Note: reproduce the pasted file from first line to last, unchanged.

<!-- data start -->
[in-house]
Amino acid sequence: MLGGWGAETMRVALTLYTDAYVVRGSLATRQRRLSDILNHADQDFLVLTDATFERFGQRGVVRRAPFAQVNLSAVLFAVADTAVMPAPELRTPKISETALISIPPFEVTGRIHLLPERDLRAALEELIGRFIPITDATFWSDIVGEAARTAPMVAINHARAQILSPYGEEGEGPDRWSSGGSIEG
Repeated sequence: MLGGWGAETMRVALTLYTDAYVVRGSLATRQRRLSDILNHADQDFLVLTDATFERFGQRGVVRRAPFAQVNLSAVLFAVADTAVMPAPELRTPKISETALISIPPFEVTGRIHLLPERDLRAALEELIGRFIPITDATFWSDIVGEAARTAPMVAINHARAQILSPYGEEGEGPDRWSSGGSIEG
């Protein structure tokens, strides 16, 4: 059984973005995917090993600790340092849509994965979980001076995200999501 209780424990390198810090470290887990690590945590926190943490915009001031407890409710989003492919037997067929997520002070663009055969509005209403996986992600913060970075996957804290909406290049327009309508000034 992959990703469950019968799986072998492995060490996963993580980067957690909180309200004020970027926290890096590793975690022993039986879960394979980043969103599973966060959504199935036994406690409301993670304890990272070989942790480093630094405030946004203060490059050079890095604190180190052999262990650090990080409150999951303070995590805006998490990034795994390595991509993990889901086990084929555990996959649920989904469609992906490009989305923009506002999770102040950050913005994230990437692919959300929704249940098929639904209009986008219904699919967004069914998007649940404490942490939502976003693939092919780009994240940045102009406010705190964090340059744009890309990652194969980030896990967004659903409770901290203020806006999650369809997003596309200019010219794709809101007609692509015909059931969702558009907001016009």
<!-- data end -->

[in-house]
Amino acid sequence: MLGGWGAETMRVALTLYTDAYVVRGSLATRQRRLSDILNHADQDFLVLTDATFERFGQRGVVRRAPFAQVNLSAVLFAVADTAVMPAPELRTPKISETALISIPPFEVTGRIHLLPERDLRAALEELIGRFIPITDATFWSDIVGEAARTAPMVAINHARAQILSPYGEEGEGPDRWSSGGSIEG
Repeated sequence: MLGGWGAETMRVALTLYTDAYVVRGSLATRQRRLSDILNHADQDFLVLTDATFERFGQRGVVRRAPFAQVNLSAVLFAVADTAVMPAPELRTPKISETALISIPPFEVTGRIHLLPERDLRAALEELIGRFIPITDATFWSDIVGEAARTAPMVAINHARAQILSPYGEEGEGPDRWSSGGSIEG
């Protein structure tokens, strides 16, 4: 059984973005995917090993600790340092849509994965979980001076995200999501 209780424990390198810090470290887990690590945590926190943490915009001031407890409710989003492919037997067929997520002070663009055969509005209403996986992600913060970075996957804290909406290049327009309508000034 992959990703469950019968799986072998492995060490996963993580980067957690909180309200004020970027926290890096590793975690022993039986879960394979980043969103599973966060959504199935036994406690409301993670304890990272070989942790480093630094405030946004203060490059050079890095604190180190052999262990650090990080409150999951303070995590805006998490990034795994390595991509993990889901086990084929555990996959649920989904469609992906490009989305923009506002999770102040950050913005994230990437692919959300929704249940098929639904209009986008219904699919967004069914998007649940404490942490939502976003693939092919780009994240940045102009406010705190964090340059744009890309990652194969980030896990967004659903409770901290203020806006999650369809997003596309200019010219794709809101007609692509015909059931969702558009907001016009």